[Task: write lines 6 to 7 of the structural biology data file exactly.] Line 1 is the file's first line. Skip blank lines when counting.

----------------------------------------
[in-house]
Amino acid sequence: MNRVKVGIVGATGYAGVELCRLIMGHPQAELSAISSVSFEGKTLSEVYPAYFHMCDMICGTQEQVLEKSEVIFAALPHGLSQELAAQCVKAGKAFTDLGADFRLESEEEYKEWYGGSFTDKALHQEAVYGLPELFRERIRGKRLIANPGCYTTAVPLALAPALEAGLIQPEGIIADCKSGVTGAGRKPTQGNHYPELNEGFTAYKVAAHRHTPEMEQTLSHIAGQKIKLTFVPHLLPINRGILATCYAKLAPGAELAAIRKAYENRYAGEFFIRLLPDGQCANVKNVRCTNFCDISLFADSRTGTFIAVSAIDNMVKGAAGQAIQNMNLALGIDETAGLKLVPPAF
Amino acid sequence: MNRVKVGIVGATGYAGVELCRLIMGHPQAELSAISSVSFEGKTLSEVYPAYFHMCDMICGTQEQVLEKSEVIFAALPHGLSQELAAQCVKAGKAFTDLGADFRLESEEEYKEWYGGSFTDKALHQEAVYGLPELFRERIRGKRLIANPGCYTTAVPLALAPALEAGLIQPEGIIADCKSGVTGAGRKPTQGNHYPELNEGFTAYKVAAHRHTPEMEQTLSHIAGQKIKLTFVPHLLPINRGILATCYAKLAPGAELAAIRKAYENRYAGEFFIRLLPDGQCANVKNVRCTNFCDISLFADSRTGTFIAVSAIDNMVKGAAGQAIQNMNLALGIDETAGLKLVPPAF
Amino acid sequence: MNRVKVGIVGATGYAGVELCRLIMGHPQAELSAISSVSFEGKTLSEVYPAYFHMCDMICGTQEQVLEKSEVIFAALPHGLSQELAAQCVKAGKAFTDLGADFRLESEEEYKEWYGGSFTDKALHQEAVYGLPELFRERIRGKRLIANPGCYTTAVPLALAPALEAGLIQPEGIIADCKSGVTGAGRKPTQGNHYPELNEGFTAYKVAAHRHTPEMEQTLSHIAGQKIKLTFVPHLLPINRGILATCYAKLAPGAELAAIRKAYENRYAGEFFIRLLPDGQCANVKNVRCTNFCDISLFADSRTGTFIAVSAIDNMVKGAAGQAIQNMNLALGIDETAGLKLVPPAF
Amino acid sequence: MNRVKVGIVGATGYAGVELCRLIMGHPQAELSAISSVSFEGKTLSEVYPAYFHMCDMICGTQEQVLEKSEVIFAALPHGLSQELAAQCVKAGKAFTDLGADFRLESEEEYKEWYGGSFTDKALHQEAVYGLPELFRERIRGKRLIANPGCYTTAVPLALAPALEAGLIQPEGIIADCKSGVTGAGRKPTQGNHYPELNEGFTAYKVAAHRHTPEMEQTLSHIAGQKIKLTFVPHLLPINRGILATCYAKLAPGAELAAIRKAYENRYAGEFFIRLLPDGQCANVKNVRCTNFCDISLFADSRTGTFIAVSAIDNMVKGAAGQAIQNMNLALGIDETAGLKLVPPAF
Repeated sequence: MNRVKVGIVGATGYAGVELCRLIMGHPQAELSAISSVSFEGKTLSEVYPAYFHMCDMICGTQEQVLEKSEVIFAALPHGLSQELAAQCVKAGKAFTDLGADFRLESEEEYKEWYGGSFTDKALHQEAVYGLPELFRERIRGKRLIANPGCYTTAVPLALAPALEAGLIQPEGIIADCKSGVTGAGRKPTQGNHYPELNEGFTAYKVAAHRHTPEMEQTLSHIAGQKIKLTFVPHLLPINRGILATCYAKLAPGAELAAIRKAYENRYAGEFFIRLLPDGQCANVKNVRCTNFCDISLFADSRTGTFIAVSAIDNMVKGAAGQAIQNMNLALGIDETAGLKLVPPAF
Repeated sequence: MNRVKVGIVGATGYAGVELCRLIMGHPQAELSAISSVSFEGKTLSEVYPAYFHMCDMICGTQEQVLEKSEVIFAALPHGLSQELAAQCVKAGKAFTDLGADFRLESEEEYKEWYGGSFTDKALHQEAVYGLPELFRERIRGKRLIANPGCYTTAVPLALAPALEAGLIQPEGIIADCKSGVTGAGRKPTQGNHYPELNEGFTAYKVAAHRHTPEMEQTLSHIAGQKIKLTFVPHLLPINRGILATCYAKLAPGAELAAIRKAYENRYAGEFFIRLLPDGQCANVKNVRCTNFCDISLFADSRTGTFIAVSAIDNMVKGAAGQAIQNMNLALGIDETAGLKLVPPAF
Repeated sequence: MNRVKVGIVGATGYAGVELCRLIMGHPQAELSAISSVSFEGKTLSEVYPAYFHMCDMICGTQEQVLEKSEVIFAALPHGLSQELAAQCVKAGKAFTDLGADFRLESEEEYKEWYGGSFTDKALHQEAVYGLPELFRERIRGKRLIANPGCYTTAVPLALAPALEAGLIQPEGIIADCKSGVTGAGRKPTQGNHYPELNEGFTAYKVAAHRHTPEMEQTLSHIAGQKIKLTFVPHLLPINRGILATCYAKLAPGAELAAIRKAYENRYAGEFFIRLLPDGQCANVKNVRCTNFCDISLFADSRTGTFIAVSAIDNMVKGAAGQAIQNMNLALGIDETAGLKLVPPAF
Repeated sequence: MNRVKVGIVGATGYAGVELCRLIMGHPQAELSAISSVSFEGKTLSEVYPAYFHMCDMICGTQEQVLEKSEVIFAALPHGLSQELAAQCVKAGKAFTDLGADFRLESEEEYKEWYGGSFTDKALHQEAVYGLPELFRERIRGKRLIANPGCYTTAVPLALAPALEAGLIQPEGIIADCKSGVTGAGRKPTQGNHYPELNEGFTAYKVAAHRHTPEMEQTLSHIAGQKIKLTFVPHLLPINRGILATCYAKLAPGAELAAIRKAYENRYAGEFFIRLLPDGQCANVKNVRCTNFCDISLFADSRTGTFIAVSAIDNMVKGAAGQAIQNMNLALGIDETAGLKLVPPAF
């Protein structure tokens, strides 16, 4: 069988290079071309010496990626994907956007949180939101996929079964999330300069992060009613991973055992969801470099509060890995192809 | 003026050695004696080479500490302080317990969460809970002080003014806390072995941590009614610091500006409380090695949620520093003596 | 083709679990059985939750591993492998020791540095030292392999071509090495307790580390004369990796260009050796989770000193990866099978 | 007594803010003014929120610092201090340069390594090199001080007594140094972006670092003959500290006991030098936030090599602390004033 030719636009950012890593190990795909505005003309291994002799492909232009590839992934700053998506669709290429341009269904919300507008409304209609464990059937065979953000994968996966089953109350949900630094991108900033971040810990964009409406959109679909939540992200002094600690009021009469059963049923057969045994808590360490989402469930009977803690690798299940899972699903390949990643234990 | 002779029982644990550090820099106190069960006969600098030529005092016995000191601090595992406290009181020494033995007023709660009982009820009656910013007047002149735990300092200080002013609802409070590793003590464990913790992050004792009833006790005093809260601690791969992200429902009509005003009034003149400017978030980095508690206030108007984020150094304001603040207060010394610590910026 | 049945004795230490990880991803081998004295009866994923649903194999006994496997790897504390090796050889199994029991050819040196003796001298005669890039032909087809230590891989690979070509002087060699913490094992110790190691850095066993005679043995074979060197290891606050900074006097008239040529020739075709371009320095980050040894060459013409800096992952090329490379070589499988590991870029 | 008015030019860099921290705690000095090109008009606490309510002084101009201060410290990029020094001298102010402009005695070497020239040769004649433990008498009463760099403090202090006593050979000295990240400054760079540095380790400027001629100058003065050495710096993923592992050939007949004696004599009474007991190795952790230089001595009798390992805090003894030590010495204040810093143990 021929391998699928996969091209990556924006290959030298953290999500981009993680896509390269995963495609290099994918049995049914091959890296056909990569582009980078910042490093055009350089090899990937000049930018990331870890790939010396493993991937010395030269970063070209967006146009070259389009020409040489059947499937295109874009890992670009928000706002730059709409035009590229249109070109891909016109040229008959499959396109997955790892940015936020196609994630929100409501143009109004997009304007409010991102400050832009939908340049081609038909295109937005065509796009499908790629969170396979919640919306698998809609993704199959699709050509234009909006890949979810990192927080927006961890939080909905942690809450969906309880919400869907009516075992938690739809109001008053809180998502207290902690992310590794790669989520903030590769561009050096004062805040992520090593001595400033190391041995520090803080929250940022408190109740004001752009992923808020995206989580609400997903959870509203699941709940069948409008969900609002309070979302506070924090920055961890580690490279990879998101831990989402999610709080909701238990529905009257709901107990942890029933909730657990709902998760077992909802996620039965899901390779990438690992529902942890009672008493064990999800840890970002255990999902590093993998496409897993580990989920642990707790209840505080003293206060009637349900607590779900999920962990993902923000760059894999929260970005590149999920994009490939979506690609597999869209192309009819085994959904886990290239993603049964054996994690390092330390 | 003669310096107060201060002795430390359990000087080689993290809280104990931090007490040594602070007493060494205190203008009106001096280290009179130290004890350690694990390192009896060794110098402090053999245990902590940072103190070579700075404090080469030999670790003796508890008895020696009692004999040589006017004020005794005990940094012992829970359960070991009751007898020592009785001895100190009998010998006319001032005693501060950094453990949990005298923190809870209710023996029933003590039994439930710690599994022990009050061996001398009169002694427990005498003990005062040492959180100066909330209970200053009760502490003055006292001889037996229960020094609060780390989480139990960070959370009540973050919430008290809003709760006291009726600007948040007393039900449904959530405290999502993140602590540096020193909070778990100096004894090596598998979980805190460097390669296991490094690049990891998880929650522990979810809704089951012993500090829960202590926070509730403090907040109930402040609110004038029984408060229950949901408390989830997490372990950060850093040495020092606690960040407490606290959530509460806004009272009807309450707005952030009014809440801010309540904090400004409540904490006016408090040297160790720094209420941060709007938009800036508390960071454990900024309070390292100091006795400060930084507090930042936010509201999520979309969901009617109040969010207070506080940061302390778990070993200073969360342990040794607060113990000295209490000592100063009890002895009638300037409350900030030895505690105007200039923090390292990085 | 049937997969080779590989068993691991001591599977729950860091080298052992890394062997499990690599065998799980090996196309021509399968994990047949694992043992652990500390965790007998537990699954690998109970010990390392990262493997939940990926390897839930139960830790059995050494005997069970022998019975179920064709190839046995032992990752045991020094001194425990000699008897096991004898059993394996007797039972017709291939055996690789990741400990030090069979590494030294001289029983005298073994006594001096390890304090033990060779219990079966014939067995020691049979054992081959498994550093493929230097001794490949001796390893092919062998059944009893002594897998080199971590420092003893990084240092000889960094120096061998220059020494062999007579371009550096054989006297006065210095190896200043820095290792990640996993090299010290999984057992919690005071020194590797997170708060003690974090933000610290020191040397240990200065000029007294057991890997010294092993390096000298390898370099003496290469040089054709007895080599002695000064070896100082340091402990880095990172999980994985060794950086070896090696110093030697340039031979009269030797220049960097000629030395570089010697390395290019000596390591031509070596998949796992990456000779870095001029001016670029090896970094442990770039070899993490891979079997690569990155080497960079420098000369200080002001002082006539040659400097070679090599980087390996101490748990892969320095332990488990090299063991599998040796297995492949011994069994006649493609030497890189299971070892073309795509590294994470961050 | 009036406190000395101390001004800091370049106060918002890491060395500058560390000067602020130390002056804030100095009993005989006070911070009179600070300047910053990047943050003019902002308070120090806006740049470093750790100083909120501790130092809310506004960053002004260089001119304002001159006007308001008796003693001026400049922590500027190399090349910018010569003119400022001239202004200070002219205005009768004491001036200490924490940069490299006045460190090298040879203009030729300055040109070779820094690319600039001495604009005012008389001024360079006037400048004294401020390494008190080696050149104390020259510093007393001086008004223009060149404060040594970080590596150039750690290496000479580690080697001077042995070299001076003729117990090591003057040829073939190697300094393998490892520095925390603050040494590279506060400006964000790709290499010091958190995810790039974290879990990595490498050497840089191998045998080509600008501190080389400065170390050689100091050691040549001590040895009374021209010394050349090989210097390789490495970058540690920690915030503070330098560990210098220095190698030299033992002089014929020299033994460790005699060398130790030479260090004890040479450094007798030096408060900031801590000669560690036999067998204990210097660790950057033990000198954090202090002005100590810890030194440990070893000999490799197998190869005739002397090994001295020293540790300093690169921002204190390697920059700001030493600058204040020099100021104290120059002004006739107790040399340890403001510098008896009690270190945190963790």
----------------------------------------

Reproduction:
Repeated sequence: MNRVKVGIVGATGYAGVELCRLIMGHPQAELSAISSVSFEGKTLSEVYPAYFHMCDMICGTQEQVLEKSEVIFAALPHGLSQELAAQCVKAGKAFTDLGADFRLESEEEYKEWYGGSFTDKALHQEAVYGLPELFRERIRGKRLIANPGCYTTAVPLALAPALEAGLIQPEGIIADCKSGVTGAGRKPTQGNHYPELNEGFTAYKVAAHRHTPEMEQTLSHIAGQKIKLTFVPHLLPINRGILATCYAKLAPGAELAAIRKAYENRYAGEFFIRLLPDGQCANVKNVRCTNFCDISLFADSRTGTFIAVSAIDNMVKGAAGQAIQNMNLALGIDETAGLKLVPPAF
Repeated sequence: MNRVKVGIVGATGYAGVELCRLIMGHPQAELSAISSVSFEGKTLSEVYPAYFHMCDMICGTQEQVLEKSEVIFAALPHGLSQELAAQCVKAGKAFTDLGADFRLESEEEYKEWYGGSFTDKALHQEAVYGLPELFRERIRGKRLIANPGCYTTAVPLALAPALEAGLIQPEGIIADCKSGVTGAGRKPTQGNHYPELNEGFTAYKVAAHRHTPEMEQTLSHIAGQKIKLTFVPHLLPINRGILATCYAKLAPGAELAAIRKAYENRYAGEFFIRLLPDGQCANVKNVRCTNFCDISLFADSRTGTFIAVSAIDNMVKGAAGQAIQNMNLALGIDETAGLKLVPPAF